Sen. Ben Cardin notes that he voted against the AUMF resolution four years ago, and that it was not popular in his district.

He says the President plan is wrong, and that is the consensus of the American people. References Voinovich’s ‘ship sailing into trouble’ metaphor. Says we need a political solution and that will not be obtained by sending more troops to Iraq.

Cardin is very forceful. Supports resolution.

“We should go on record opposing the President’s plan.”

Also supports “additional action”.

“We should take action on a resolution that…talks about our expectations…and the redeployment of troops.”


Jim Webb points out that 8 years after the Gulf of Tonkin resolution 74% of the American people still supported the war in Vietnam. And it's much lower now.

Points out the polls suggest not all the troops support continuing the war. Calls it “inverted logic” to say we’re continuing the war for the troops. Says they are fighting on our behalf.

Disagrees that the resolution in any way undercuts the troops.


Sen. Lisa Murkowski on Resolution:

“I disagree with the President on the surge. Do I feel disloyal for saying that? No.”

"I’m concerned that the 20,000 will not be sufficient to quell the violence, in what I consider to be a civil war.”

She says she heard from returning troops “it’s a whack-a-mole situation.”

She disagrees that because it’s a non-binding resolution, it doesn’t make a difference.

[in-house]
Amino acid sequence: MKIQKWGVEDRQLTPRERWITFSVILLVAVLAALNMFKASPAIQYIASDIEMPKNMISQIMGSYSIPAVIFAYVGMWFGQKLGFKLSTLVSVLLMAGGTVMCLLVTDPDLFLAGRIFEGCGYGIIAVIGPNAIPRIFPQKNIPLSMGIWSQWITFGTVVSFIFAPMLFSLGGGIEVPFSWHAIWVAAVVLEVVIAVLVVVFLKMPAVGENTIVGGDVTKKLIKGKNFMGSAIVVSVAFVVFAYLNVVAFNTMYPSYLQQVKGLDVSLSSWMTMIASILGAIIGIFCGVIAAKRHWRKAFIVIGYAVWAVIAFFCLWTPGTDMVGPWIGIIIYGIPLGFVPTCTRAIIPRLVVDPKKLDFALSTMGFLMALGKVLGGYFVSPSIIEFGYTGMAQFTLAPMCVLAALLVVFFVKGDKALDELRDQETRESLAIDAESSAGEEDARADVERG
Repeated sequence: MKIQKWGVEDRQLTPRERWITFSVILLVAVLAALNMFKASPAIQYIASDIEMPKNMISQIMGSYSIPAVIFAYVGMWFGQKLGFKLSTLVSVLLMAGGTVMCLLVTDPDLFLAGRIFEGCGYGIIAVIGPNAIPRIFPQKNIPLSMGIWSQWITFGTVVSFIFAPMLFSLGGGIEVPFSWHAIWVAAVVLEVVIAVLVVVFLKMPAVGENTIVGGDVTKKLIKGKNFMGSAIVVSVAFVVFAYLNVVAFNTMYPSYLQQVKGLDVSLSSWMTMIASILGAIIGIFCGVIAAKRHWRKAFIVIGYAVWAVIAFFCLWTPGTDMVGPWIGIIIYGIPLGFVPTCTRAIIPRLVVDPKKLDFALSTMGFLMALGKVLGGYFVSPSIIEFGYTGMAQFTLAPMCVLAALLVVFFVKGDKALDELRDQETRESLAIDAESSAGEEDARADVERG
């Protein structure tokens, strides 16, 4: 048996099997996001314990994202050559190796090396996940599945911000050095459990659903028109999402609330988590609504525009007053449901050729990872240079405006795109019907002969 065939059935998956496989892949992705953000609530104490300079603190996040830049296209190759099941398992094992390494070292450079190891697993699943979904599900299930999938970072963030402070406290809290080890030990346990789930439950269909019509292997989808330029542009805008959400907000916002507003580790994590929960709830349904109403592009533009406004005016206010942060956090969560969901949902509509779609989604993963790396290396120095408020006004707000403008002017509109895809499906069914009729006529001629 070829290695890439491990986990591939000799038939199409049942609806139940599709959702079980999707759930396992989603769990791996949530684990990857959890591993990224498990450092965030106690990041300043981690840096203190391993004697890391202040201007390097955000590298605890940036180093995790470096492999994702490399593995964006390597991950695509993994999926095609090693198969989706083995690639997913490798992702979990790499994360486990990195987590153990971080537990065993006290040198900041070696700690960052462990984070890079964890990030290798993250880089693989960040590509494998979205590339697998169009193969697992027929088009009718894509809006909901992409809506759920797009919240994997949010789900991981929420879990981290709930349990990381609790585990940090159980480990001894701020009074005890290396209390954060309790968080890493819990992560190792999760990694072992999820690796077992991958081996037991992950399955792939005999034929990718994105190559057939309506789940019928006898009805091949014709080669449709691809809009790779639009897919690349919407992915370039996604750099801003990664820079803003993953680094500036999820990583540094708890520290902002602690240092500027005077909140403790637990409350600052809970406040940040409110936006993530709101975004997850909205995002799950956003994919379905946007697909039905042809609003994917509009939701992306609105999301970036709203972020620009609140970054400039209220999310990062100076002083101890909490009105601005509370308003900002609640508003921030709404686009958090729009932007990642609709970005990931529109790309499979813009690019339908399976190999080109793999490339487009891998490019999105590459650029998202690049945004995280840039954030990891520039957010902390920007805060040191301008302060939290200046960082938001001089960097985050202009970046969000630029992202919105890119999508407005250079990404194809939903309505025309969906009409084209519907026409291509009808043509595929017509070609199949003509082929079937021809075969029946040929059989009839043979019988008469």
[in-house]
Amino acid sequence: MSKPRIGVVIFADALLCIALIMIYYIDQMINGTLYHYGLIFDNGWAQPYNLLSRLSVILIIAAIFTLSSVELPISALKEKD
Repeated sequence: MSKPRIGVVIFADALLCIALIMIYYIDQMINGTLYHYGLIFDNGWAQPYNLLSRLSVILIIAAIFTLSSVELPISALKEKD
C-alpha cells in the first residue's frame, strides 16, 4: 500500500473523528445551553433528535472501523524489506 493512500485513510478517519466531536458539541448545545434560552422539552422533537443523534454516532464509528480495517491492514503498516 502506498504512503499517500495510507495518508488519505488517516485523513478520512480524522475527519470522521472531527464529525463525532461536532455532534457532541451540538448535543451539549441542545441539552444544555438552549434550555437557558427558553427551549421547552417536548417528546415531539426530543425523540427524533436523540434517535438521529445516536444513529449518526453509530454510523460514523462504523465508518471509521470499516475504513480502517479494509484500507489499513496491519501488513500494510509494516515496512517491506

“This cannot be the President’s war”

Murkowski says she agrees with Barack Obama that there should be more options other that “you’re either for the surge” or for withdrawal. She wants to explore other options. For example, pulling out of Baghdad.


Barack Obama speaking on markup:

Notes that neither Rice nor the President can cite any consequences for a lack of success. Withdrawal is the only leverage they have.

Obama notes that it seems like "the only choices are more troops or the status quo." But "the essential question is, how can we genuinely change the course in Iraq?"

The answer he gives is a phased redeployment of troops.

He responds to the criticism from the administration that a precipitous withdrawal would lead to chaos.

"It already is chaos."

"Second, nobody has called immediate withdrawal of all the troops."


Sen. Bob Corker (R-Tenn) is speaking:

"I'm not persuaded that adding 21,000 troops is necessarily the right thing to do."

“I think there’s been many mistakes by the administration. More that you can imagine.”

“But I’m not going to support the resolution, because the one group of people who have been absolutely outstanding have been the men and women in uniform. I don’t believe it will affect the administration one iota. If I vote for this resolution I will be saying to them, next time I see them, ‘I oppose you being here, but thank you.’

"So I oppose the resolution because it’s non-binding. In essence we’re not taking action at all.”

Voinovich to Bush: "You Are Not Listening"

CSPAN 3 Blogging - Markup Committee on Iraq Resolution:

Sen. Feingold says officials have been intimidated by the President in the past -- for example, it has been taboo to discuss timelines or withdrawal. He says the Senate is still being intimidated by the administration, as they have in the past, by not discussing their power of the purse.